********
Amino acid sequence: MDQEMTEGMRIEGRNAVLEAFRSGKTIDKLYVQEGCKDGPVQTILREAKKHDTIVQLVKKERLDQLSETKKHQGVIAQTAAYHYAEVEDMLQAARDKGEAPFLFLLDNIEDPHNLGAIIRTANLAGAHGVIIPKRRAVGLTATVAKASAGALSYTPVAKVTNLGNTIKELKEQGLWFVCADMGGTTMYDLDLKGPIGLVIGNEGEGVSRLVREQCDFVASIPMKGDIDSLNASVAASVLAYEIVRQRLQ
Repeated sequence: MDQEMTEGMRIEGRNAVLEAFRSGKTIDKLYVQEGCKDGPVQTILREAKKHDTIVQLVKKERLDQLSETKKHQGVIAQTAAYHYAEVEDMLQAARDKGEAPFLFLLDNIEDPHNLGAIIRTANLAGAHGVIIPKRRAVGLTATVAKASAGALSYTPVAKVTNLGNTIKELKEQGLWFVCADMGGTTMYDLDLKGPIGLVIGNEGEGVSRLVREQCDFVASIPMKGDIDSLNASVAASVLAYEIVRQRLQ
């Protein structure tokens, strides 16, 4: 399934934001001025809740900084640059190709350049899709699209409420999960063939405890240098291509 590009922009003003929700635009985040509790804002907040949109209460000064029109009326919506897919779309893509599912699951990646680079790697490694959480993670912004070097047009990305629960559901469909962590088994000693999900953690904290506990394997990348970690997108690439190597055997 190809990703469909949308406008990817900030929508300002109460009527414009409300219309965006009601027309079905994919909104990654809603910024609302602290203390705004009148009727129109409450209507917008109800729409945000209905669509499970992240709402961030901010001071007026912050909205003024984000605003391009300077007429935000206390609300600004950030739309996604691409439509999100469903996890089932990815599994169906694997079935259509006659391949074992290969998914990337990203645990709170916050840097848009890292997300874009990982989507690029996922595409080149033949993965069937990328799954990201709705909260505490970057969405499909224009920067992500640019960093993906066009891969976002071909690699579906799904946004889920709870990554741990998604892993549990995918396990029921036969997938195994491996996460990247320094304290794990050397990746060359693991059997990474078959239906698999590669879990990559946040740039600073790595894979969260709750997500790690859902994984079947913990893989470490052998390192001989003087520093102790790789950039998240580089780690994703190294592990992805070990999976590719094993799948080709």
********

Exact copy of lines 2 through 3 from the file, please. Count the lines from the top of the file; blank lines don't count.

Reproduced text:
Repeated sequence: MDQEMTEGMRIEGRNAVLEAFRSGKTIDKLYVQEGCKDGPVQTILREAKKHDTIVQLVKKERLDQLSETKKHQGVIAQTAAYHYAEVEDMLQAARDKGEAPFLFLLDNIEDPHNLGAIIRTANLAGAHGVIIPKRRAVGLTATVAKASAGALSYTPVAKVTNLGNTIKELKEQGLWFVCADMGGTTMYDLDLKGPIGLVIGNEGEGVSRLVREQCDFVASIPMKGDIDSLNASVAASVLAYEIVRQRLQ
């Protein structure tokens, strides 16, 4: 399934934001001025809740900084640059190709350049899709699209409420999960063939405890240098291509 590009922009003003929700635009985040509790804002907040949109209460000064029109009326919506897919779309893509599912699951990646680079790697490694959480993670912004070097047009990305629960559901469909962590088994000693999900953690904290506990394997990348970690997108690439190597055997 190809990703469909949308406008990817900030929508300002109460009527414009409300219309965006009601027309079905994919909104990654809603910024609302602290203390705004009148009727129109409450209507917008109800729409945000209905669509499970992240709402961030901010001071007026912050909205003024984000605003391009300077007429935000206390609300600004950030739309996604691409439509999100469903996890089932990815599994169906694997079935259509006659391949074992290969998914990337990203645990709170916050840097848009890292997300874009990982989507690029996922595409080149033949993965069937990328799954990201709705909260505490970057969405499909224009920067992500640019960093993906066009891969976002071909690699579906799904946004889920709870990554741990998604892993549990995918396990029921036969997938195994491996996460990247320094304290794990050397990746060359693991059997990474078959239906698999590669879990990559946040740039600073790595894979969260709750997500790690859902994984079947913990893989470490052998390192001989003087520093102790790789950039998240580089780690994703190294592990992805070990999976590719094993799948080709």